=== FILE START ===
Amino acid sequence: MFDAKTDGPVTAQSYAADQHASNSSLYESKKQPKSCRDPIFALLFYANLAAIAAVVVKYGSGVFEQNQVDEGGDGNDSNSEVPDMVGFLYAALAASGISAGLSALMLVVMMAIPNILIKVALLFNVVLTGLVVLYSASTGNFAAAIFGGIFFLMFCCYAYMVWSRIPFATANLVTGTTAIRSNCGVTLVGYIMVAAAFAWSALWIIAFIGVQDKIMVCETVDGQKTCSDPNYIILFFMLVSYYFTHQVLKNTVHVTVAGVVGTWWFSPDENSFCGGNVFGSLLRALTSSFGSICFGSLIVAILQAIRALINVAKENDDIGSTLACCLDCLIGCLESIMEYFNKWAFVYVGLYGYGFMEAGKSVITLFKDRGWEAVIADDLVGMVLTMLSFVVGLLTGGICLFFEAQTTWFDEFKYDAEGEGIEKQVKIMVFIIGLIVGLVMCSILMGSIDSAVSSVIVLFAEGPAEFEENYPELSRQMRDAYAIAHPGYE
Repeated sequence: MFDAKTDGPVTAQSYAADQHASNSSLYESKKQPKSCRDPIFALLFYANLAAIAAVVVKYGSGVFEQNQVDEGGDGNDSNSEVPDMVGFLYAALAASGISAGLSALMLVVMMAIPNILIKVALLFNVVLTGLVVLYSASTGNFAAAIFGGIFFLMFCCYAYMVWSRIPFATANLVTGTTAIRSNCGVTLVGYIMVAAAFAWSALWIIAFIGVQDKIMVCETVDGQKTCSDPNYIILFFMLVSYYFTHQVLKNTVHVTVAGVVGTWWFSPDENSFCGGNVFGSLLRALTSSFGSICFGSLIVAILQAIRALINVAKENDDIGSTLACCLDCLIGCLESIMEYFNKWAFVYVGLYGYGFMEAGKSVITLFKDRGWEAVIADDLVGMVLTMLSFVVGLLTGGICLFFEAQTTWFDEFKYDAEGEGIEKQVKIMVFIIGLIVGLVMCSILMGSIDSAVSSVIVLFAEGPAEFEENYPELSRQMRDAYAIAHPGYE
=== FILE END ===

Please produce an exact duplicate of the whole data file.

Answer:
Amino acid sequence: MFDAKTDGPVTAQSYAADQHASNSSLYESKKQPKSCRDPIFALLFYANLAAIAAVVVKYGSGVFEQNQVDEGGDGNDSNSEVPDMVGFLYAALAASGISAGLSALMLVVMMAIPNILIKVALLFNVVLTGLVVLYSASTGNFAAAIFGGIFFLMFCCYAYMVWSRIPFATANLVTGTTAIRSNCGVTLVGYIMVAAAFAWSALWIIAFIGVQDKIMVCETVDGQKTCSDPNYIILFFMLVSYYFTHQVLKNTVHVTVAGVVGTWWFSPDENSFCGGNVFGSLLRALTSSFGSICFGSLIVAILQAIRALINVAKENDDIGSTLACCLDCLIGCLESIMEYFNKWAFVYVGLYGYGFMEAGKSVITLFKDRGWEAVIADDLVGMVLTMLSFVVGLLTGGICLFFEAQTTWFDEFKYDAEGEGIEKQVKIMVFIIGLIVGLVMCSILMGSIDSAVSSVIVLFAEGPAEFEENYPELSRQMRDAYAIAHPGYE
Repeated sequence: MFDAKTDGPVTAQSYAADQHASNSSLYESKKQPKSCRDPIFALLFYANLAAIAAVVVKYGSGVFEQNQVDEGGDGNDSNSEVPDMVGFLYAALAASGISAGLSALMLVVMMAIPNILIKVALLFNVVLTGLVVLYSASTGNFAAAIFGGIFFLMFCCYAYMVWSRIPFATANLVTGTTAIRSNCGVTLVGYIMVAAAFAWSALWIIAFIGVQDKIMVCETVDGQKTCSDPNYIILFFMLVSYYFTHQVLKNTVHVTVAGVVGTWWFSPDENSFCGGNVFGSLLRALTSSFGSICFGSLIVAILQAIRALINVAKENDDIGSTLACCLDCLIGCLESIMEYFNKWAFVYVGLYGYGFMEAGKSVITLFKDRGWEAVIADDLVGMVLTMLSFVVGLLTGGICLFFEAQTTWFDEFKYDAEGEGIEKQVKIMVFIIGLIVGLVMCSILMGSIDSAVSSVIVLFAEGPAEFEENYPELSRQMRDAYAIAHPGYE